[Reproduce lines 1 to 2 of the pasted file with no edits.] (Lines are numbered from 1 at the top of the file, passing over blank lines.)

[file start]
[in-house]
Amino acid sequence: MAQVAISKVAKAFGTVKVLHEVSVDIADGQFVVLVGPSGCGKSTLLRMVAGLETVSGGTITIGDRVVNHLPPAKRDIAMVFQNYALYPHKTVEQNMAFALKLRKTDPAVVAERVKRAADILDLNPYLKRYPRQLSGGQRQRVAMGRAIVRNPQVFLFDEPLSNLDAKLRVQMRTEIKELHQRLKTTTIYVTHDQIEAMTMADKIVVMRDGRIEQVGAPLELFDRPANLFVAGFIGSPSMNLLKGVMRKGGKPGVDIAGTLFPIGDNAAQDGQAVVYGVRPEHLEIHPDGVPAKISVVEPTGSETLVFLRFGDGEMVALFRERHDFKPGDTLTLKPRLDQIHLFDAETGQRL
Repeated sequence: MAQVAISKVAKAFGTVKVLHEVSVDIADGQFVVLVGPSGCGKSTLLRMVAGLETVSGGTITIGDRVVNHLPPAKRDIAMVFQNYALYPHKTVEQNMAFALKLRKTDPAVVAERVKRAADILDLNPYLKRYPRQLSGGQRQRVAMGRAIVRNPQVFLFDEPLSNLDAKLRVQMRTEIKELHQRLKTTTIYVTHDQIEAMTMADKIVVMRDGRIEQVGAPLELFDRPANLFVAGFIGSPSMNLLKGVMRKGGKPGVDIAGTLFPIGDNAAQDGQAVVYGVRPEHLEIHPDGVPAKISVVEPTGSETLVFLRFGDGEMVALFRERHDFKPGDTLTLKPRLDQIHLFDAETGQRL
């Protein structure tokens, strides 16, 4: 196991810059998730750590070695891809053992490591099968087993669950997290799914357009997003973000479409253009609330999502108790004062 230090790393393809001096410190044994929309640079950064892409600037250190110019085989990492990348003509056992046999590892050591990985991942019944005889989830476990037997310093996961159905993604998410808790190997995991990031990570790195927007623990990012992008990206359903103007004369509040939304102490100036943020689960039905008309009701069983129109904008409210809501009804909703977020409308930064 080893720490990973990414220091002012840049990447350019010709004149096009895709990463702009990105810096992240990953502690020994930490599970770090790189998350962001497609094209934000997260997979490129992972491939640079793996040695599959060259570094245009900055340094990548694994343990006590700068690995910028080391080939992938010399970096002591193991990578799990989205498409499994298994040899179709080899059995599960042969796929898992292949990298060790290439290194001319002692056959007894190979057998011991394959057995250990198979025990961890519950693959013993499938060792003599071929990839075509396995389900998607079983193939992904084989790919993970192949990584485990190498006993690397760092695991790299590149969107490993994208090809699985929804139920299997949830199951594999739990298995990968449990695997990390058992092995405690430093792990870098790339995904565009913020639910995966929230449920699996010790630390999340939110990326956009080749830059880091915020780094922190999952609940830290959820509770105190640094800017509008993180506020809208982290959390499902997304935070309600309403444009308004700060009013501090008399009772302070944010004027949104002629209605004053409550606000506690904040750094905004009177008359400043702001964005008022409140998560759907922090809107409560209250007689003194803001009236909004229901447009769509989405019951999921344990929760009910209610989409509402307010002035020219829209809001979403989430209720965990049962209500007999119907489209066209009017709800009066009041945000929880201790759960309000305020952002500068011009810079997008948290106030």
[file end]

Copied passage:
[in-house]
Amino acid sequence: MAQVAISKVAKAFGTVKVLHEVSVDIADGQFVVLVGPSGCGKSTLLRMVAGLETVSGGTITIGDRVVNHLPPAKRDIAMVFQNYALYPHKTVEQNMAFALKLRKTDPAVVAERVKRAADILDLNPYLKRYPRQLSGGQRQRVAMGRAIVRNPQVFLFDEPLSNLDAKLRVQMRTEIKELHQRLKTTTIYVTHDQIEAMTMADKIVVMRDGRIEQVGAPLELFDRPANLFVAGFIGSPSMNLLKGVMRKGGKPGVDIAGTLFPIGDNAAQDGQAVVYGVRPEHLEIHPDGVPAKISVVEPTGSETLVFLRFGDGEMVALFRERHDFKPGDTLTLKPRLDQIHLFDAETGQRL